The target market for Redfin as described in article “At this point my friend revealed that there was a heavy sense that Redfin was for the do-it-yourself crowd who don’t like the For Sale By Owner arena but knew enough that traditional real estate hand-holding was unnecessary.” I know may professionals that are very educated and experienced in real estate transactions that would never considering not us an agent.

    Lastly, the closing is so so crucial and needs extra detailed attention to make sure your the title to your home is clear that there are no liens or limitations or past C.C.&R.’s and conditions that negatively affect your ownership. Not many of you reading this even know what that means. Your loan docs need to be verified and your prorations of taxes and other costs are correct and the final figures are correct. Ya Ya escrow and title company are supposed to do that but the agents always need to manage and supervise everybody’s work and verify the accuracy and at the same time provide emotional support to the buyer to get through this stressful process of buying a home.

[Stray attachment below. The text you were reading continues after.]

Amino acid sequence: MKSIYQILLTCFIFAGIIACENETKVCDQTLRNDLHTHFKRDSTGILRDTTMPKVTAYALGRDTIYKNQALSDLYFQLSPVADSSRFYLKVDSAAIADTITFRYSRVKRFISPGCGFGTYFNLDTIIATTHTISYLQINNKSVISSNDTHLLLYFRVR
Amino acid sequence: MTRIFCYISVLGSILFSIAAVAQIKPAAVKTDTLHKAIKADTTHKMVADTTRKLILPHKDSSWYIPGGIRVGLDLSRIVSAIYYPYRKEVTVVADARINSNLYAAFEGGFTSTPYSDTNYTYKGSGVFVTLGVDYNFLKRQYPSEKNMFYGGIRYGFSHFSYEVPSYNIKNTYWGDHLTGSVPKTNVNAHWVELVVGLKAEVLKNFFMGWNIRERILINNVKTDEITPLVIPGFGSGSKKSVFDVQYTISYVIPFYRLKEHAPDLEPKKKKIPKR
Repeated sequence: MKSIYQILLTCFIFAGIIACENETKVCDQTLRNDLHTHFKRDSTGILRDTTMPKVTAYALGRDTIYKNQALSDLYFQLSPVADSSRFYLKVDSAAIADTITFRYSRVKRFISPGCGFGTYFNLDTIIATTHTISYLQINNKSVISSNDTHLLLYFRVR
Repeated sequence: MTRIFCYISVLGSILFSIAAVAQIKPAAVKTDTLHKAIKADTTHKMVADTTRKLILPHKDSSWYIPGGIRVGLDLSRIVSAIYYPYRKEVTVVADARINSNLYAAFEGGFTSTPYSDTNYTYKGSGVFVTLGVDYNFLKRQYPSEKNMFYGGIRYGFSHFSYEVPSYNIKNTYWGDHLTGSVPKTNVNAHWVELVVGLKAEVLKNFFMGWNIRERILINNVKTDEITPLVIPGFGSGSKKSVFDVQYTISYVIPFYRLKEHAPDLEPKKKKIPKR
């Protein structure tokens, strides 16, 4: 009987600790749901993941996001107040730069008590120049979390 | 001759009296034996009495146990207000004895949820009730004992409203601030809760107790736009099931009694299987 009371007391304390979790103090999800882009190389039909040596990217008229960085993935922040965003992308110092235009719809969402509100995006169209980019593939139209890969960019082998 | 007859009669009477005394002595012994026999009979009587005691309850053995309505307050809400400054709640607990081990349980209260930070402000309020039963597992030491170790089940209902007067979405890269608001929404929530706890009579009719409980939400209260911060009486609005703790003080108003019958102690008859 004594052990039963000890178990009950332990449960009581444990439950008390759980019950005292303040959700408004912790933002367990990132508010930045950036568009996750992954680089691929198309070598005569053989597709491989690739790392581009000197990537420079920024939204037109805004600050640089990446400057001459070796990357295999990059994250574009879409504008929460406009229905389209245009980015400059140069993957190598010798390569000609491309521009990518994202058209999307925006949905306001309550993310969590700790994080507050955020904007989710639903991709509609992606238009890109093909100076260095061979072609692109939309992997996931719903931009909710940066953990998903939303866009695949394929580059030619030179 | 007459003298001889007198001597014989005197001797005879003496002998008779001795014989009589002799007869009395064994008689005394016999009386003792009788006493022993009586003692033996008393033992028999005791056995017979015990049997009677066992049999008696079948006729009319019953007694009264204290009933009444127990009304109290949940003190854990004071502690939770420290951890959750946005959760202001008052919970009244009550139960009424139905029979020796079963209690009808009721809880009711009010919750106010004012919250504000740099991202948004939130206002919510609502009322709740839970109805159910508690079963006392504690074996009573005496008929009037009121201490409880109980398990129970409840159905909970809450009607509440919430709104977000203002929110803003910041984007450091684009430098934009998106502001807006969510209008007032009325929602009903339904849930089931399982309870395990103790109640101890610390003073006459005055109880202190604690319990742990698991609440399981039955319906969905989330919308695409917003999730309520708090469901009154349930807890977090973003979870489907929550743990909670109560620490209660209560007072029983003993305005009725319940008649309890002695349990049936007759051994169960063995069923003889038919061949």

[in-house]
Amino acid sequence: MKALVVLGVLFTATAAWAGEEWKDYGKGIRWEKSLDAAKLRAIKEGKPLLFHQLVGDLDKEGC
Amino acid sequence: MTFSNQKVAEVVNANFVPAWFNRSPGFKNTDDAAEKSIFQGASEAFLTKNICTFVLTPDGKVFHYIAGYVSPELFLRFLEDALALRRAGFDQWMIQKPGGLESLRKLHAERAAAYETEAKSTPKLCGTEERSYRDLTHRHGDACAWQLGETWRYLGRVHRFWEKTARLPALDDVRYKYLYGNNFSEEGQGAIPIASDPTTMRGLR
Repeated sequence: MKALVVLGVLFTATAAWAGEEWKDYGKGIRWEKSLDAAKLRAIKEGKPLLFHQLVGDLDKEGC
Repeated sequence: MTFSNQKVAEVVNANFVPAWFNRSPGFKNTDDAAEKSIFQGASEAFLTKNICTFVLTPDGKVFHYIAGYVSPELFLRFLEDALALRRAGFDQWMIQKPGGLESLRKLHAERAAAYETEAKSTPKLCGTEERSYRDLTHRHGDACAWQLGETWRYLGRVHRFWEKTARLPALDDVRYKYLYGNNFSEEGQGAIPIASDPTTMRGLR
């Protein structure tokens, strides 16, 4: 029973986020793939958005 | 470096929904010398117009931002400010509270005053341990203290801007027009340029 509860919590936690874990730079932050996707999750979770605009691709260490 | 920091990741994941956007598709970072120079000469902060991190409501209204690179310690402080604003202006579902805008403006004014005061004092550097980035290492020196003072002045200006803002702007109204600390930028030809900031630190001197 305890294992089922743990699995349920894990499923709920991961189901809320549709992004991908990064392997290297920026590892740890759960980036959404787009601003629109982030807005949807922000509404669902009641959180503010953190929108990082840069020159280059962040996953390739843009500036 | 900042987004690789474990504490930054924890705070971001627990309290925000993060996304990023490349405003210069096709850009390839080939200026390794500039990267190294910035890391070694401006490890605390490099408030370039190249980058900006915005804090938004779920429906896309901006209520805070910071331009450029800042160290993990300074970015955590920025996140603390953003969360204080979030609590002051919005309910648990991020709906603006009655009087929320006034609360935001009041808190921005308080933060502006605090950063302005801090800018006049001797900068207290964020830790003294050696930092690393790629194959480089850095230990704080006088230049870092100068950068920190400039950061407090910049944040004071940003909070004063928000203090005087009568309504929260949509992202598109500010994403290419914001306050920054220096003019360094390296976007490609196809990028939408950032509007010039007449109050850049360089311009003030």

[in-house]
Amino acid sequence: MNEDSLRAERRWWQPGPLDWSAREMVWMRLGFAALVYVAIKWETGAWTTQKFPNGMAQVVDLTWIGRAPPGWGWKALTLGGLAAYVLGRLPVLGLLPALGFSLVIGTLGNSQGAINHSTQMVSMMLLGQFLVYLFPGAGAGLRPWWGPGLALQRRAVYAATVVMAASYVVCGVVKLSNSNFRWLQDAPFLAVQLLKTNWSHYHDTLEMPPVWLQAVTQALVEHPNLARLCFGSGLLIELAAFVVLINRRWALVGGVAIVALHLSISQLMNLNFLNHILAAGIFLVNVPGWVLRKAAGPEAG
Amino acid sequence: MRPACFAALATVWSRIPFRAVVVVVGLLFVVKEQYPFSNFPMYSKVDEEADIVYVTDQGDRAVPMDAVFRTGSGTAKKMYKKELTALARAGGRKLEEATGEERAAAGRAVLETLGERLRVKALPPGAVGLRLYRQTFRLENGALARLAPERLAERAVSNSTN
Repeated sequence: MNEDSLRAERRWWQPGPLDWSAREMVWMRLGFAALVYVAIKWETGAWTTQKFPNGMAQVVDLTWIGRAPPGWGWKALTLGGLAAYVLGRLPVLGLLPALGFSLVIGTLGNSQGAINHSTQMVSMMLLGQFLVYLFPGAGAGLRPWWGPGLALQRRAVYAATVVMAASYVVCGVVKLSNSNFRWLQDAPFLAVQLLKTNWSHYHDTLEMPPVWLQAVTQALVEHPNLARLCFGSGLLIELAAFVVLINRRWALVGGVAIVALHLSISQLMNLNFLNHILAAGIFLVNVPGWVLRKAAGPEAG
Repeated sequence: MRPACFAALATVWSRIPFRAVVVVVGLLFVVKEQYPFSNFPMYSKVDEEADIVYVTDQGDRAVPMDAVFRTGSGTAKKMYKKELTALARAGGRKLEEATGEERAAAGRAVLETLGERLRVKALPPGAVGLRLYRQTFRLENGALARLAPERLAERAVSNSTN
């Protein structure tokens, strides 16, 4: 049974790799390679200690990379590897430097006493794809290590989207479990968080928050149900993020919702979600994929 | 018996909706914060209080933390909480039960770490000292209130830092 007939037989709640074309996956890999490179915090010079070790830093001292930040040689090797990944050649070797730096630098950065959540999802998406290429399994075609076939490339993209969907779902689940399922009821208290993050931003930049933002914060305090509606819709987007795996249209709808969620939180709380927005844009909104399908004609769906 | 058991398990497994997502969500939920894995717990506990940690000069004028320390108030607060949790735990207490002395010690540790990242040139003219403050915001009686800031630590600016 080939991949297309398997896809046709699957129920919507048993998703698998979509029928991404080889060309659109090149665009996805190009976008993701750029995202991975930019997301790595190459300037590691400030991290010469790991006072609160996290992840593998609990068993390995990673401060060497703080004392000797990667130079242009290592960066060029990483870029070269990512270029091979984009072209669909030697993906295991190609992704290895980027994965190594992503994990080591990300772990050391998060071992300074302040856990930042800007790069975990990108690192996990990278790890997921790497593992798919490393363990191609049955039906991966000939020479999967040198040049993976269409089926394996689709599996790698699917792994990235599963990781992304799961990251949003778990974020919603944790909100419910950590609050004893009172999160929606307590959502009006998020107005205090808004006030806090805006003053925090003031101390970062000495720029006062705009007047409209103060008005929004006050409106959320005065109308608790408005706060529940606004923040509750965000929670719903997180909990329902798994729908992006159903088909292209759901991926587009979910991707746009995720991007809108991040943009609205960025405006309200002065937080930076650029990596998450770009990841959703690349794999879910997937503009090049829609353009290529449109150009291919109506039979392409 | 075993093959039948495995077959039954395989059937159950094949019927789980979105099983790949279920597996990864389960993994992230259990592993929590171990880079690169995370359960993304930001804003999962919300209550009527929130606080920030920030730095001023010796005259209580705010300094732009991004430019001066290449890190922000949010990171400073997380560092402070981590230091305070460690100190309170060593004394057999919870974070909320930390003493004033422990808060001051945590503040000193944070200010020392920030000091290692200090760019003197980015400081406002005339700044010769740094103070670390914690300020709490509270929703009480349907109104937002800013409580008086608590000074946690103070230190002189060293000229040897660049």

OK that’s my two cents and hope to hear from any of you and don’t forget there is a place and time for everything and I respect everyone’s choice and I wish success to all agents and offices because there is enough business for all of us. I only hope that everyone has the opportunity to conduct many transactions because that is where the fun and thrill of this business is. It is very rewarding and I love it.

    Just the excerpts from the article below is enough to make me reject this option of real estate: